Mortality due to fisheries interactions has been implicated as a contributor to population decline for several species of sea turtle. The incidental capture of sea turtles in the coastal gillnet fisheries of North Carolina, USA, has received much attention in recent years, and mitigation measures to reduce sea turtle mortality due to gillnet entanglement are a high priority for managers and conservationists. Efforts to evaluate effects of gillnet entanglement on sea turtle populations are complicated by the lack of information on health status of turtles released alive from nets and postrelease mortality. We obtained blood samples from green (Chelonia mydas) and Kemp's ridley (Lepidochelys kempii) sea turtles captured in gillnets for 20–240 minutes to assess the impacts of gillnet entanglement on blood biochemistry and physiological status. We measured concentrations of lactate, corticosterone, ions (Na , K , Cl−, P, Ca2 ), enzymes (lactate dehydrogenase [LDH], creatine phosphokinase [CPK], aspartate aminotransferase [AST]), protein, and glucose in the blood and also performed physical examinations of turtles to document external indicators of health status (injuries, lethargy, muted reflexes). We evaluated the effects of entanglement time on blood biochemistry and to look for correlations between blood biochemistry and results of the physical examinations. We observed a significant increase in blood lactate, LDH, CPK, phosphorus, and glucose with increased entanglement time. Alterations in blood biochemistry were generally associated with a decline in health status as indicated by results of the physical examination. Although entanglement time plays an important role in determining the health status of sea turtles upon release from a gillnet, our results suggest that factors such as the depth and severity of entanglement may also have an effect on health status of turtles and the probability of postrelease survival. We were unable to set a maximum unattended gillnet soak time to minimize impacts on captured sea turtles, and therefore recommend that fisheries managers continue to enforce the net attendance regulations currently in place in the lower Cape Fear River, North Carolina, during the summer months.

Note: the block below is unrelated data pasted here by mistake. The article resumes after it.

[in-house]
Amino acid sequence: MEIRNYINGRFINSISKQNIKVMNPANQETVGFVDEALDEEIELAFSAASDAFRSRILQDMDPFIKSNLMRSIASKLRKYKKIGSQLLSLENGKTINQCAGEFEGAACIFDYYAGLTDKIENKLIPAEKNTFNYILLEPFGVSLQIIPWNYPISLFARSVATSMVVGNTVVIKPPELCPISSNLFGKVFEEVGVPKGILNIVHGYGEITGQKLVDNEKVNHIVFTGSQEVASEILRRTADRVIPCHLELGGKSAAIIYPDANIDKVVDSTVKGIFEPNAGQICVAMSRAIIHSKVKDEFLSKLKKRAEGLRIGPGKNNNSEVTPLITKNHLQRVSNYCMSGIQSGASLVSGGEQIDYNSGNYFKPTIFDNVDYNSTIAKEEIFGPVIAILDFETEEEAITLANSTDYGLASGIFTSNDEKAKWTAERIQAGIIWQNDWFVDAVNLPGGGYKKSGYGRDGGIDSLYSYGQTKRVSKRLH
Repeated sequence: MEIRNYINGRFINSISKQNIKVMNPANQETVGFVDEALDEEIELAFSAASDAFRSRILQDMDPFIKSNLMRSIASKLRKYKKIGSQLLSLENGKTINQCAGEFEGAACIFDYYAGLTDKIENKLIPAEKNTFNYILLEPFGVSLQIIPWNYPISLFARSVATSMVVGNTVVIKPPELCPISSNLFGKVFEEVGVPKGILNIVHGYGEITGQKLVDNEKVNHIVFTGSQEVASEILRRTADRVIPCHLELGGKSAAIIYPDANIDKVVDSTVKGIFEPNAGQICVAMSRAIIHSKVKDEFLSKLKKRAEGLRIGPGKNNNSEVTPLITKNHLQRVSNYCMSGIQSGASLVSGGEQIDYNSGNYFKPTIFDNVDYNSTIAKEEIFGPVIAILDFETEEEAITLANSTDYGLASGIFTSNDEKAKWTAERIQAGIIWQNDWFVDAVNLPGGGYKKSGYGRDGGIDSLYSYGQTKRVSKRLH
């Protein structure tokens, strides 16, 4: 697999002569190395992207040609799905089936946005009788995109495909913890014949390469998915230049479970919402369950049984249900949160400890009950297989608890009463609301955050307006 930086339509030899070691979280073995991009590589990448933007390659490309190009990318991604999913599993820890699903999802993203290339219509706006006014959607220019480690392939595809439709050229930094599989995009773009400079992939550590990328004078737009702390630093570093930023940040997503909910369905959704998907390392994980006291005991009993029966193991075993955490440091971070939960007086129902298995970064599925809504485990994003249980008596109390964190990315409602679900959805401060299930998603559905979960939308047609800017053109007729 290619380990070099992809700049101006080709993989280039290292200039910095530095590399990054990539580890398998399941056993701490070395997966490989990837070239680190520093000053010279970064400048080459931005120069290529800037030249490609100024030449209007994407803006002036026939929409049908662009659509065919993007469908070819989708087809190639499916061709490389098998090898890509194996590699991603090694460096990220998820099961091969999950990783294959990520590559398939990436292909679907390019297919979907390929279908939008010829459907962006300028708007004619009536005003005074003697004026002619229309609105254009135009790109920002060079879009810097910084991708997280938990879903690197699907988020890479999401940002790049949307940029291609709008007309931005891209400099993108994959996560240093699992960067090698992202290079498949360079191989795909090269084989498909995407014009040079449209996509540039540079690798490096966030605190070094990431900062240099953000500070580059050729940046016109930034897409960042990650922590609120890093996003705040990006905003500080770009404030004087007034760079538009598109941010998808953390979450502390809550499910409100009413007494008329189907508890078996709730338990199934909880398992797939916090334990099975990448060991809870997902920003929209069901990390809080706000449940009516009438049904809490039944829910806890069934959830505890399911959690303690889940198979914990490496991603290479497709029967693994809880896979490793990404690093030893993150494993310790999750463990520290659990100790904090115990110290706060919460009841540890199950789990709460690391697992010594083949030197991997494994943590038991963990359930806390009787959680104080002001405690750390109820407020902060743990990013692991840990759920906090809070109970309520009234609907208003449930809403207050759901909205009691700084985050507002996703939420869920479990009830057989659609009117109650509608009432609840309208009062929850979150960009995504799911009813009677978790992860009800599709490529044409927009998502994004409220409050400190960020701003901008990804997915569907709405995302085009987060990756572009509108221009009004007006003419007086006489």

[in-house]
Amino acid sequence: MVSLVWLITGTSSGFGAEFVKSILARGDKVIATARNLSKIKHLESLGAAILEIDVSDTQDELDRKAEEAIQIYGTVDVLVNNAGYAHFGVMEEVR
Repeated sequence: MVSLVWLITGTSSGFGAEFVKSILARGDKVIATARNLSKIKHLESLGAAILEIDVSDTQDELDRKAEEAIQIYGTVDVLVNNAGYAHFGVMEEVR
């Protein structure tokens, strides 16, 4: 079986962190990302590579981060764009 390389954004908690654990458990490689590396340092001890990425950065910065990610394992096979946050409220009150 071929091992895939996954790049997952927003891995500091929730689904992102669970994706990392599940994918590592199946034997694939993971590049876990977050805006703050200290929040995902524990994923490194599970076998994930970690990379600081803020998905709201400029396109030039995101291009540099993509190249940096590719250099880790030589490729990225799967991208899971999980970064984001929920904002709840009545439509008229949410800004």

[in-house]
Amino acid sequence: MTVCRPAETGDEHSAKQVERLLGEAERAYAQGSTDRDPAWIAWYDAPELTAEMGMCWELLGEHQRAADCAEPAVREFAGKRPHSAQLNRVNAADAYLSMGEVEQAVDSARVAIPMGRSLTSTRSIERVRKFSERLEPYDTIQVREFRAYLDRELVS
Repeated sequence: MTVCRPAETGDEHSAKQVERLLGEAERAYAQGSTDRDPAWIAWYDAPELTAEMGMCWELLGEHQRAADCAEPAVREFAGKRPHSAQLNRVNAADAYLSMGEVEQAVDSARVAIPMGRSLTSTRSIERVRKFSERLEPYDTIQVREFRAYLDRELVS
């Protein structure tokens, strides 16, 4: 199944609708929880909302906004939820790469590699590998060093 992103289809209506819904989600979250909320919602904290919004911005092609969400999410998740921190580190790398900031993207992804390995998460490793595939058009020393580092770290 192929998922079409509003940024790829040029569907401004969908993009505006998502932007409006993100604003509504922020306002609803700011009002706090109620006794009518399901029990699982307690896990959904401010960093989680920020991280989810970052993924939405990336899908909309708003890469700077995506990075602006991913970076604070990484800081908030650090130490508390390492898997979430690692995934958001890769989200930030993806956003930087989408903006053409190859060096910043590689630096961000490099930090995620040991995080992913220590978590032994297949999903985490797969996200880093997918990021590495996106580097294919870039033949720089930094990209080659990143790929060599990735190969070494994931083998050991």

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Vol. 73 • No. 8